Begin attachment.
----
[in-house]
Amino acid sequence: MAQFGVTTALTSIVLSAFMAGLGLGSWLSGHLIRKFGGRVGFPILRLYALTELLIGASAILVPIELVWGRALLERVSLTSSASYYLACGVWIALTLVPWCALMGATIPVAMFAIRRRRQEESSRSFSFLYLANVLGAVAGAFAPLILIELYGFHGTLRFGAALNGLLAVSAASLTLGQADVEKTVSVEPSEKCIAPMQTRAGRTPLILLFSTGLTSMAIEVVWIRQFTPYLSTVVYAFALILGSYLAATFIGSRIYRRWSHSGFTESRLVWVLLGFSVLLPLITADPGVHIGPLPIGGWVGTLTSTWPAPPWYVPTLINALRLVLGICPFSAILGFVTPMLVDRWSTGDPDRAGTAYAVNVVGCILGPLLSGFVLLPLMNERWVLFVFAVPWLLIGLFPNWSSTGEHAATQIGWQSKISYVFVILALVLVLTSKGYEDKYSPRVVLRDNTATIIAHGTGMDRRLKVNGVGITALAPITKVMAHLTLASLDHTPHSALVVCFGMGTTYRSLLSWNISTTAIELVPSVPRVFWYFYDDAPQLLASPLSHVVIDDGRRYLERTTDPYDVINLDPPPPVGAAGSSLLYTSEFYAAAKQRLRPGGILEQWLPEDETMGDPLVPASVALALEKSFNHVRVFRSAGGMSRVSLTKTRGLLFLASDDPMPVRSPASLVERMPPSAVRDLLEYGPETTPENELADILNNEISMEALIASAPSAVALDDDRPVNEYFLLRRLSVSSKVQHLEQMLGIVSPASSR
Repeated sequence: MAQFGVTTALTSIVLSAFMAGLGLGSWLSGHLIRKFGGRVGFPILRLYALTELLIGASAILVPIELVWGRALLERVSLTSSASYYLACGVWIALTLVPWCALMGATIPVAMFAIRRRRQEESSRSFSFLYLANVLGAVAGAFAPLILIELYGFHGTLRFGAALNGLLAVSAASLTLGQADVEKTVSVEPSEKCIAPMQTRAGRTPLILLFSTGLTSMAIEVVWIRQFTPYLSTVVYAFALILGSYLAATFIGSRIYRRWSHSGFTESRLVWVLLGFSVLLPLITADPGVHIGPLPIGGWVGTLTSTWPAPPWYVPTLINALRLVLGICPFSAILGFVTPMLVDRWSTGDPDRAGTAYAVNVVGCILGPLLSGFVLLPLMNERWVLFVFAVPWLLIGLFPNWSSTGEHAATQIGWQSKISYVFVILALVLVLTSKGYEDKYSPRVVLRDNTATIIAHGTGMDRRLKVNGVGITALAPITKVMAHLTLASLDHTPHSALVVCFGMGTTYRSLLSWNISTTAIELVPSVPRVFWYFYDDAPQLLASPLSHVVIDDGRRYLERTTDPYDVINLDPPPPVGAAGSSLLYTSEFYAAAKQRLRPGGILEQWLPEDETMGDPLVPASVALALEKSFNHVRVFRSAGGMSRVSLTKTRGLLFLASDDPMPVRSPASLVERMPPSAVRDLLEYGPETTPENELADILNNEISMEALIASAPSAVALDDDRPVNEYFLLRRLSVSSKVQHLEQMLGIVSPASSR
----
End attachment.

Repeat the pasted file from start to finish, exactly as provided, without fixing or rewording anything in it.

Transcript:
[in-house]
Amino acid sequence: MAQFGVTTALTSIVLSAFMAGLGLGSWLSGHLIRKFGGRVGFPILRLYALTELLIGASAILVPIELVWGRALLERVSLTSSASYYLACGVWIALTLVPWCALMGATIPVAMFAIRRRRQEESSRSFSFLYLANVLGAVAGAFAPLILIELYGFHGTLRFGAALNGLLAVSAASLTLGQADVEKTVSVEPSEKCIAPMQTRAGRTPLILLFSTGLTSMAIEVVWIRQFTPYLSTVVYAFALILGSYLAATFIGSRIYRRWSHSGFTESRLVWVLLGFSVLLPLITADPGVHIGPLPIGGWVGTLTSTWPAPPWYVPTLINALRLVLGICPFSAILGFVTPMLVDRWSTGDPDRAGTAYAVNVVGCILGPLLSGFVLLPLMNERWVLFVFAVPWLLIGLFPNWSSTGEHAATQIGWQSKISYVFVILALVLVLTSKGYEDKYSPRVVLRDNTATIIAHGTGMDRRLKVNGVGITALAPITKVMAHLTLASLDHTPHSALVVCFGMGTTYRSLLSWNISTTAIELVPSVPRVFWYFYDDAPQLLASPLSHVVIDDGRRYLERTTDPYDVINLDPPPPVGAAGSSLLYTSEFYAAAKQRLRPGGILEQWLPEDETMGDPLVPASVALALEKSFNHVRVFRSAGGMSRVSLTKTRGLLFLASDDPMPVRSPASLVERMPPSAVRDLLEYGPETTPENELADILNNEISMEALIASAPSAVALDDDRPVNEYFLLRRLSVSSKVQHLEQMLGIVSPASSR
Repeated sequence: MAQFGVTTALTSIVLSAFMAGLGLGSWLSGHLIRKFGGRVGFPILRLYALTELLIGASAILVPIELVWGRALLERVSLTSSASYYLACGVWIALTLVPWCALMGATIPVAMFAIRRRRQEESSRSFSFLYLANVLGAVAGAFAPLILIELYGFHGTLRFGAALNGLLAVSAASLTLGQADVEKTVSVEPSEKCIAPMQTRAGRTPLILLFSTGLTSMAIEVVWIRQFTPYLSTVVYAFALILGSYLAATFIGSRIYRRWSHSGFTESRLVWVLLGFSVLLPLITADPGVHIGPLPIGGWVGTLTSTWPAPPWYVPTLINALRLVLGICPFSAILGFVTPMLVDRWSTGDPDRAGTAYAVNVVGCILGPLLSGFVLLPLMNERWVLFVFAVPWLLIGLFPNWSSTGEHAATQIGWQSKISYVFVILALVLVLTSKGYEDKYSPRVVLRDNTATIIAHGTGMDRRLKVNGVGITALAPITKVMAHLTLASLDHTPHSALVVCFGMGTTYRSLLSWNISTTAIELVPSVPRVFWYFYDDAPQLLASPLSHVVIDDGRRYLERTTDPYDVINLDPPPPVGAAGSSLLYTSEFYAAAKQRLRPGGILEQWLPEDETMGDPLVPASVALALEKSFNHVRVFRSAGGMSRVSLTKTRGLLFLASDDPMPVRSPASLVERMPPSAVRDLLEYGPETTPENELADILNNEISMEALIASAPSAVALDDDRPVNEYFLLRRLSVSSKVQHLEQMLGIVSPASSR